PLEASANTON (CBS SF) — Alameda County gave the green light to reopen additional business sectors Friday, including indoor services such as gyms, personal care services, museums and libraries.
The county is in the Red Tier of the state’s coronavirus reopening plan, which shows “substantial” risk but also allows for a phased reopening of some indoor businesses.
In Pleasanton Friday morning, people were lined up outside a 24-Hour Fitness gym for the 5 a.m. reopening. The state requires gyms to reopen at 10% capacity and everyone is required to social distance and wear face masks the entire time inside. Staffers were constantly cleaning equipment and gym members are also asked to wipe down equipment after they use it.
“You know honestly we’re probably the cleanest place in town, I would have to argue that we are,” said Pleasanton 24 Hour Fitness manager Adrian Lopez. “We are cleaning constantly. People are wiping down their own stuff. People are more cautious now with making sure things are clean before they touch it and after they are done using it.”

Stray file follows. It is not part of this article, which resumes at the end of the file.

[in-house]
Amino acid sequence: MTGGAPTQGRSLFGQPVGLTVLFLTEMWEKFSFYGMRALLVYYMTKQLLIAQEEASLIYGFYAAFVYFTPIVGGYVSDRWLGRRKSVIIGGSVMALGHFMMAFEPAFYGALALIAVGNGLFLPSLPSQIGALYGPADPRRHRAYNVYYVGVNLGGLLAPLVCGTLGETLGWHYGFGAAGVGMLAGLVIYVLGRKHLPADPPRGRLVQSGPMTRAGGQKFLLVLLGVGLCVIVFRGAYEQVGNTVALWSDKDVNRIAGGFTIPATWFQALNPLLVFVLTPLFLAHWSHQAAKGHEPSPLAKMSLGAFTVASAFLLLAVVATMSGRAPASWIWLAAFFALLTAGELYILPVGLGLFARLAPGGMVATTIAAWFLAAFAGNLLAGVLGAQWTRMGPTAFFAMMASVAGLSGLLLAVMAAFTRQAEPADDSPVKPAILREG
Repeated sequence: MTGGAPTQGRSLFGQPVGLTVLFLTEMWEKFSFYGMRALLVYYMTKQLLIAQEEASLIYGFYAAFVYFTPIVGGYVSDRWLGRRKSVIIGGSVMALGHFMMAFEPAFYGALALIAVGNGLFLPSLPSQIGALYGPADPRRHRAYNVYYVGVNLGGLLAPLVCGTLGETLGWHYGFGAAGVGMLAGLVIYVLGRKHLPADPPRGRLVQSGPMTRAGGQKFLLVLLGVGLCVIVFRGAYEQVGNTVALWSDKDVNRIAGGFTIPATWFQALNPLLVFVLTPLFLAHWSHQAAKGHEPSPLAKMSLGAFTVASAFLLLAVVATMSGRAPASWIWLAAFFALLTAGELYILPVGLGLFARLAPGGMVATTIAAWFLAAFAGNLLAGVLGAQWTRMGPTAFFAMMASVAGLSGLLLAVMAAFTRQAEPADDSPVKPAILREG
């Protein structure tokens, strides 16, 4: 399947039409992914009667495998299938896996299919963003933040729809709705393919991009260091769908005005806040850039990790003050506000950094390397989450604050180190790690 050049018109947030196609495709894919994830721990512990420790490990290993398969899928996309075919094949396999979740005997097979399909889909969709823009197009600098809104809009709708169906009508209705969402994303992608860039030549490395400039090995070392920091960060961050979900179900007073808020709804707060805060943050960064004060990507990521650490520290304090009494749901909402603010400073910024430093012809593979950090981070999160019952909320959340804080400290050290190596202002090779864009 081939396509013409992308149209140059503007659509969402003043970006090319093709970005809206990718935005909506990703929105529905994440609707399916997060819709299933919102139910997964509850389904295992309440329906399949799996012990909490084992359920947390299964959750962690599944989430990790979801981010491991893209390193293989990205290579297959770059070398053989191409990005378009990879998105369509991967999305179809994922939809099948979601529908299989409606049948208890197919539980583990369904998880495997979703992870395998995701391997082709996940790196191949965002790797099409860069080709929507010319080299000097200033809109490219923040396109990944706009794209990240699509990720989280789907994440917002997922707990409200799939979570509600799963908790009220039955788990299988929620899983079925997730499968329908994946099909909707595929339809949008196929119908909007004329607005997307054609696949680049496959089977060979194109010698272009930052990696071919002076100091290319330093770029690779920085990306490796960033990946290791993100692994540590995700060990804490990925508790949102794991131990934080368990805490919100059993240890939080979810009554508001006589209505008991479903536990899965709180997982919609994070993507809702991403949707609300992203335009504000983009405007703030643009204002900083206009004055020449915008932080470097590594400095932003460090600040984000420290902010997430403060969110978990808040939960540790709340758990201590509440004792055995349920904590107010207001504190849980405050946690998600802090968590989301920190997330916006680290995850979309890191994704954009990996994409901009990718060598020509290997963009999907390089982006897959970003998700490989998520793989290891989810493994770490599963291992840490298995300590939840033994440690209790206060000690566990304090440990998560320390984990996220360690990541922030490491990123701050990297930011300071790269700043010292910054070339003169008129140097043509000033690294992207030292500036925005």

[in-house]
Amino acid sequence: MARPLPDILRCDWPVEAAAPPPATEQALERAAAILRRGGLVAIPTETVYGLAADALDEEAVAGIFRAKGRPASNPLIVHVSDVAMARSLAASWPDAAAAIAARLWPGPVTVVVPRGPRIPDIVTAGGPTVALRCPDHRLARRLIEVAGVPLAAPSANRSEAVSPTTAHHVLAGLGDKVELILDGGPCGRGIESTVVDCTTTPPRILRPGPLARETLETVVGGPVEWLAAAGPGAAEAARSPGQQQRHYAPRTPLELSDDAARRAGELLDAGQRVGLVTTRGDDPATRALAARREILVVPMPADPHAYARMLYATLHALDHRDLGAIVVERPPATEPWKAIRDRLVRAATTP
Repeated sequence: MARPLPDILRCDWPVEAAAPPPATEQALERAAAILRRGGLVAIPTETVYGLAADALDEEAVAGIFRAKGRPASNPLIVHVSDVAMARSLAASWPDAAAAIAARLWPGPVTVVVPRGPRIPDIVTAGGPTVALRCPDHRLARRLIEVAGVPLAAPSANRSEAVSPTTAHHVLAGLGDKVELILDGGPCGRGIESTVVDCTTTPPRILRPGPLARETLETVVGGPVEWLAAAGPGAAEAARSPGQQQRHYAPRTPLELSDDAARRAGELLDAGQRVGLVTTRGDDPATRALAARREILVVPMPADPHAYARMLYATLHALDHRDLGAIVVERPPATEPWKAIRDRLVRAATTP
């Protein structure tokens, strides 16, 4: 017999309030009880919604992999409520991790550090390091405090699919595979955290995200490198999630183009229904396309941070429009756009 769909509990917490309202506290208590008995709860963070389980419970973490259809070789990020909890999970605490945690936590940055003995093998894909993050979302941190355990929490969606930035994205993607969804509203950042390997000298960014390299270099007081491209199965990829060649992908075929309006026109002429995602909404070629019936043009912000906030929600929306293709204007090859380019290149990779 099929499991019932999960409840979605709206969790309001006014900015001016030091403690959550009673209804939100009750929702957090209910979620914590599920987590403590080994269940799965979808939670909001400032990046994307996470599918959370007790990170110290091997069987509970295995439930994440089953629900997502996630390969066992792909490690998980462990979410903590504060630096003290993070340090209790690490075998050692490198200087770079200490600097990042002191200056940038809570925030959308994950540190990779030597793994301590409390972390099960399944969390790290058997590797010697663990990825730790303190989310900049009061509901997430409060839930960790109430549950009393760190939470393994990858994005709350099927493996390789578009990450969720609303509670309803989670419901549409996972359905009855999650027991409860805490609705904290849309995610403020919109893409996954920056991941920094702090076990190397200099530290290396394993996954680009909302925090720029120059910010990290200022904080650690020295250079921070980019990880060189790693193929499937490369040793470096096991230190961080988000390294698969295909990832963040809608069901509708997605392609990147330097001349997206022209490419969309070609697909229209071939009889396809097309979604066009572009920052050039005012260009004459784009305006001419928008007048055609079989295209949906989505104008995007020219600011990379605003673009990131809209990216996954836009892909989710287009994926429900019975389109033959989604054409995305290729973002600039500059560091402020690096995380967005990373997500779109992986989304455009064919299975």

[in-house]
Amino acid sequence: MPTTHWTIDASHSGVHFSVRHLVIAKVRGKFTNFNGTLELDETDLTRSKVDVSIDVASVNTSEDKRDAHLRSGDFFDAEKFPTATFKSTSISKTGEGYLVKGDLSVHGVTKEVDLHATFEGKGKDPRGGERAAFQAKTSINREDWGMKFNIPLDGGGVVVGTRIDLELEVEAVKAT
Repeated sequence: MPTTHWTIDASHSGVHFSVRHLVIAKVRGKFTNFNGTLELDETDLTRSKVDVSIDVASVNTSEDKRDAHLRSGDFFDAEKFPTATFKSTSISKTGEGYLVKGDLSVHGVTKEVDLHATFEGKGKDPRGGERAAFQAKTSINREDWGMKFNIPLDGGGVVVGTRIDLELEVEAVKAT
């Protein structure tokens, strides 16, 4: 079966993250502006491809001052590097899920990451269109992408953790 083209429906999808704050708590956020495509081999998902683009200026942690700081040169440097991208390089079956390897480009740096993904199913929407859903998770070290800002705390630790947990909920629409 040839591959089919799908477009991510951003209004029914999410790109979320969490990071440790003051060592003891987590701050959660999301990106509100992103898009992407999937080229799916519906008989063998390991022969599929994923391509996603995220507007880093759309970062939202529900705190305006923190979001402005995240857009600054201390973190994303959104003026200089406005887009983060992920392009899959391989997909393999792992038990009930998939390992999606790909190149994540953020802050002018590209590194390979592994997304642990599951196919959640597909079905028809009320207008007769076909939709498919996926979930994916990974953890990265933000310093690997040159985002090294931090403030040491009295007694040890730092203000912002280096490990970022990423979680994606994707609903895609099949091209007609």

Among the additional reopenings in the county Friday are:
- Libraries (25% capacity)
- Gyms, Fitness Centers, Dance Studios, and Other Exercise Facilities (10% capacity)
- Hotels and short-term lodging rentals
- Personal Care Services (Non-Medical Massages, Skin Care, Waxing Services, Tattoo, Piercings, Non-Medical Electrolysis)
- Outdoor Film, Television, and Music Production
- Museums, Zoos, Galleries, Botanical Gardens (25% capacity)
A complete list of activities that are currently open and not open in Alameda County can be found at covid-19.acgov.org/sip.page.
Starting October 13, Alameda County can begin allowing elementary schools to reopen for in-person learning if they have completed a COVID-19 health and safety reopening plan. The decision on reopening schools rests with each school and school district, and schools are required to post their reopening plans on their website and notify the county.
Last week, Alameda County announced its COVID-19 health equity metric was within the same range as the county’s overall test positivity rate. The metric requires counties to ensure testing positivity rates in their most disadvantaged neighborhoods are within the same range as the county’s overall test positivity rate, and is necessary for the county to move to the next tier, Orange.